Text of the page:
Story and photos by Manos Angelakis
36 Engle Street
It took more than two years to transform what was the landmark Smoke Chophouse to a modern restaurant with custom tables made from reclaimed wood and hand-painted Moroccan tiles. The main dining area is a spacious room with well separated tables; the open-view kitchen is in the center-right and there is another comfortable space in the back. One can have a civil conversation without the next table eavesdropping, unlike many of the newer area restaurants where space and privacy are at a premium.
We went there for a late afternoon lunch on a bright Thursday.
The first thing that I noticed was the specialty cocktail menu. It was too early in the day to start with cocktails – yes, I know… somewhere in the world the sun is over the yard-arm! Be that as it may, if the mixologists that serve behind the exceptionally large bar are as good as claimed, the results should be spectacular.
The kitchen offers a considerable list of classic steakhouse and Italian dishes. The prices are on the higher-side of the dinning spectrum, similar to the prices of other area high-end restaurants in Northern New Jersey and close to Manhattan prices.
We started with Italian-style appetizers that were very good. In most regions of Italy, Polpette (meatballs) are usually just fried and eaten without a sauce. This version of polpette is alla Napoletana i.e. in a tomato-based sauce; they were resting on a bed of ricotta and were tasty and well seasoned, made from the owner’s family recipe. The fried baby artichokes reminded me of the Roman Carciofi alla Giudia (Jewish-style Artichokes) I enjoyed in one of the Jewish restaurants in Rome’s Trastevere neighborhood. The baby octopus tentacles covered with wilted shallot slices, shaved fennel, Kalamata pitted olives and a pickled pepper on the side were tasty and redolent with the aromas of fresh oregano, though unfortunately overtenderized. I spoke with Pasquale, the chef, about it and he said that since he has cooked in both Italy and Greece he knows that the octopus should have a little more resistance to the bite, but overtenderized is the way the local clientele wants it. I guess he is true to “the customer is always right”.
I’m very particular when ordering grilled meat in a restaurant. I ordered my lamb chops considerably rare and, I’m happy to say, they came exactly as ordered. Three double chops cooked to perfection. My lunch companion’s sliced steak was also to the point! The kitchen knows how to grill meat.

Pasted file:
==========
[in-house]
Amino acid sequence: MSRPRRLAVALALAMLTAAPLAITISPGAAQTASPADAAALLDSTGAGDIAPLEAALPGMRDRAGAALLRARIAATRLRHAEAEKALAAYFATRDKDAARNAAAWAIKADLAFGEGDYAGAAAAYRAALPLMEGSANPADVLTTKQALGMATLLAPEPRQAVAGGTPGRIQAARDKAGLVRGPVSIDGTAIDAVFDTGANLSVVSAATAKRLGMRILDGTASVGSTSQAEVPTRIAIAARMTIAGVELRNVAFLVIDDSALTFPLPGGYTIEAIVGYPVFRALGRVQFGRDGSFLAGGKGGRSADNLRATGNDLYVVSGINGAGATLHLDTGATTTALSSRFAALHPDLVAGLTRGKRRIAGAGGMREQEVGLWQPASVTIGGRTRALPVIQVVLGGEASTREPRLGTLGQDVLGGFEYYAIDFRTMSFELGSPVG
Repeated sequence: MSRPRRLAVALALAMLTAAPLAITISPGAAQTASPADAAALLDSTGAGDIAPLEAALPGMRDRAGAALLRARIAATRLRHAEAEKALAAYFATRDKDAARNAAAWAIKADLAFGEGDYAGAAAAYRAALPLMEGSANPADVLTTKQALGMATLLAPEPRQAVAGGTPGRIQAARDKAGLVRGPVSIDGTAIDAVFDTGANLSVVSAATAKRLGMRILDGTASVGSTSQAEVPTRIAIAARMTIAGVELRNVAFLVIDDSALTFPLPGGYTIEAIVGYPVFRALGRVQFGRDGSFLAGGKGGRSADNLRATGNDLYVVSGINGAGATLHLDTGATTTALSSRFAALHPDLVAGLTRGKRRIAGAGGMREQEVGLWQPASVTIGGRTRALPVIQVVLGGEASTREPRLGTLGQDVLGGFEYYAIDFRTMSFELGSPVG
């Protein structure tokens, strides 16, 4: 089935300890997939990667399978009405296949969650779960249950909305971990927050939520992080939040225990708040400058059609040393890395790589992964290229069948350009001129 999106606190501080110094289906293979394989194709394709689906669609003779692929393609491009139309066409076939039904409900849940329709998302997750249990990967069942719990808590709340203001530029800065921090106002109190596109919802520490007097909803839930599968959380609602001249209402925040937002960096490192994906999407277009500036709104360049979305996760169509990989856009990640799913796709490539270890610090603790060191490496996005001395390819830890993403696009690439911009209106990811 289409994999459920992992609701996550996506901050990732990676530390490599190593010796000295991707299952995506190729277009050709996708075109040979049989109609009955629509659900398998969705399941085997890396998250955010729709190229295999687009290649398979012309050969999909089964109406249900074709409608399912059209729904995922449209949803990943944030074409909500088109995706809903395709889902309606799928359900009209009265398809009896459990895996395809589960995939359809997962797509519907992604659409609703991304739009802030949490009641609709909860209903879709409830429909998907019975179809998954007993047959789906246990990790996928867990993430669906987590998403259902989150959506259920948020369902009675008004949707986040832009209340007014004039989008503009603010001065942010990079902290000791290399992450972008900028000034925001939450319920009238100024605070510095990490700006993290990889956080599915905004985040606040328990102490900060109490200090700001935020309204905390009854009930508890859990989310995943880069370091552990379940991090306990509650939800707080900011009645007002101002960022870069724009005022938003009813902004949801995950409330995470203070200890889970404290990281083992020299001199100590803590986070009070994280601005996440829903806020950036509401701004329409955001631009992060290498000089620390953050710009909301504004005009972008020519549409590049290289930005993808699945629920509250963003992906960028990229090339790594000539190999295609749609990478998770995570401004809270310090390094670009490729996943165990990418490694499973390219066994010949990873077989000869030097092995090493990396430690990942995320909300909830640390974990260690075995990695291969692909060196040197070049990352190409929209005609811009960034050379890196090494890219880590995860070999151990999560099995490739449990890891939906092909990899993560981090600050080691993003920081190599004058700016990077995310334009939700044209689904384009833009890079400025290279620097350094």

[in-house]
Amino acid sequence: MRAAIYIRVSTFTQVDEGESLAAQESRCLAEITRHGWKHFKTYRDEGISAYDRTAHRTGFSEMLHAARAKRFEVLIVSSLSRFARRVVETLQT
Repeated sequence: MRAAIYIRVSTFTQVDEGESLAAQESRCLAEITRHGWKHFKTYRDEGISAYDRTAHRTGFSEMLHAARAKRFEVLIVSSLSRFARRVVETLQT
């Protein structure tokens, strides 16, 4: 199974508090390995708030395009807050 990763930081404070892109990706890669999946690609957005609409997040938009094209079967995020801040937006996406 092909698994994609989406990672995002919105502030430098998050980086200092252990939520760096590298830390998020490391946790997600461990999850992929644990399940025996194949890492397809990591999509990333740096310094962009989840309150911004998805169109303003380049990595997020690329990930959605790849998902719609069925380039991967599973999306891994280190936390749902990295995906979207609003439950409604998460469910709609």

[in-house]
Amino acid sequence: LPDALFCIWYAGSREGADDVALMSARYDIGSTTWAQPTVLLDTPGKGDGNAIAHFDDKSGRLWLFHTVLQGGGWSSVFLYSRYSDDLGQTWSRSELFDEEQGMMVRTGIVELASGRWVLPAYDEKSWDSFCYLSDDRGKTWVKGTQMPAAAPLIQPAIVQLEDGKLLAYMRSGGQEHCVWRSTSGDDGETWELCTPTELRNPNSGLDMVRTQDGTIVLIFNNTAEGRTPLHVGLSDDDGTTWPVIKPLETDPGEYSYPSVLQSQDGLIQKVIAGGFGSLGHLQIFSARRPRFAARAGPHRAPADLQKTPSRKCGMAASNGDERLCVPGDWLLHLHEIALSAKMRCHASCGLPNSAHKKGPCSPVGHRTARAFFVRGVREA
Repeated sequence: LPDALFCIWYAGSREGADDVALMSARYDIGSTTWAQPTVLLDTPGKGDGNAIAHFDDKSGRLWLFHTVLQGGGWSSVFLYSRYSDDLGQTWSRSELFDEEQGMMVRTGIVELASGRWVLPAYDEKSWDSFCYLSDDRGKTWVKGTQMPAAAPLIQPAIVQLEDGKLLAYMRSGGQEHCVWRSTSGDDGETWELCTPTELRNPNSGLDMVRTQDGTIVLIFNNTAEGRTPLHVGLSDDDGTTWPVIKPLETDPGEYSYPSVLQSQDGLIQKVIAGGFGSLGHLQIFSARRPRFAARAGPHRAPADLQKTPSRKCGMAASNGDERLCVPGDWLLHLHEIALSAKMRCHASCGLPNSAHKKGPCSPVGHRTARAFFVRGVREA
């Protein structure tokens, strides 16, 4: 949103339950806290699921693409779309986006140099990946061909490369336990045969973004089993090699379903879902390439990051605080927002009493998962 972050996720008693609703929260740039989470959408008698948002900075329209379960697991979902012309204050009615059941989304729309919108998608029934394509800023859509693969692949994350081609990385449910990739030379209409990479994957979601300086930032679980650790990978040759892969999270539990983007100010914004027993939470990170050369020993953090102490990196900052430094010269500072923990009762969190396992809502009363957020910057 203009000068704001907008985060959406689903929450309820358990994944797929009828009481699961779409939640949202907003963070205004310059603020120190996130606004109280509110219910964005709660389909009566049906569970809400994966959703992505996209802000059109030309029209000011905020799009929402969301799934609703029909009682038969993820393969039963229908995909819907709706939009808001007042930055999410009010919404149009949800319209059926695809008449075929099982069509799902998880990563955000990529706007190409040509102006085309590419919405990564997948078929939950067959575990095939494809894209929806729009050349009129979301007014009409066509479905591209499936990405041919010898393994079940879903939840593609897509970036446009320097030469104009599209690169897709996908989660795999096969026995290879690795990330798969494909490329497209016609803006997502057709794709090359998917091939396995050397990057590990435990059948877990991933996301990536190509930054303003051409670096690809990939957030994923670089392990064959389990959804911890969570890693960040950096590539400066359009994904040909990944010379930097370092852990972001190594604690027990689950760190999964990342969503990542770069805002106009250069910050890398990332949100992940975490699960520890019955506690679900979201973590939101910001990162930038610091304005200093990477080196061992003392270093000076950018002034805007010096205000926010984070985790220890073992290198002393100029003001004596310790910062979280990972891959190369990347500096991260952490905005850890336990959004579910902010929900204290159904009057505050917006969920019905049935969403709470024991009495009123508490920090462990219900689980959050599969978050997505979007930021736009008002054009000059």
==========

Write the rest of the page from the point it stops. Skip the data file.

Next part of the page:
The kitchen is also good with fish. Pasquale showed us a brace of whole wild Branzinos. These particular samples were about 2 1/2 lbs. each, and came from Normandy. He also purchases Atlantic Branzinos from Galicia or the Asturias; these wild caught Branzinos are considered some of the best wild fish one can have in the US’ East Coast.
The side dishes were very properly made. The hand-cut fries had their skin left on and were dusted with ground Italian cheese. There is nothing as comforting as a plate of creamed spinach from a New York City steakhouse; the creamed spinach side-dish we had was so good, I asked to take home what was left after we finished!
The portions were large enough to preclude ordering dessert but the double espresso I ordered to finish lunch was properly drawn with lots of crema; a good amount of crema is an integral part of the visual allure of espresso.
A note about the wine list. To me it is still a work-in-progress. It is a mixture of meat-friendly reds and sipping whites, with a smattering of good California wines that included one of my favorite sparklers, Coppola’s Sofia, plus one of the winners of the “1976 Judgment of Paris” Chateau Montelena’s Chardonnay. Other noteworthy bottles are Secco-Bertani’s Amarone – Bertani’s recreation of an incredible 1030s vintage wine, a blend of 80% Corvina clones and 20% field blend of Cabernet, Sangiovese and Syrah – and Ernesto Catena’s Padrillos Malbec from Argentina, and a few others.
The restaurant has one of the few smoking licenses in New Jersey and has a well ventilated, well stocked cigar bar at a lower level that keeps the main dining area smoke and odor free. The service was exceptionally polite and knows what’s going on in the kitchen. For a first visit, trust your server to guide you through the menu.
© April 2016 LuxuryWeb Magazine. All rights reserved.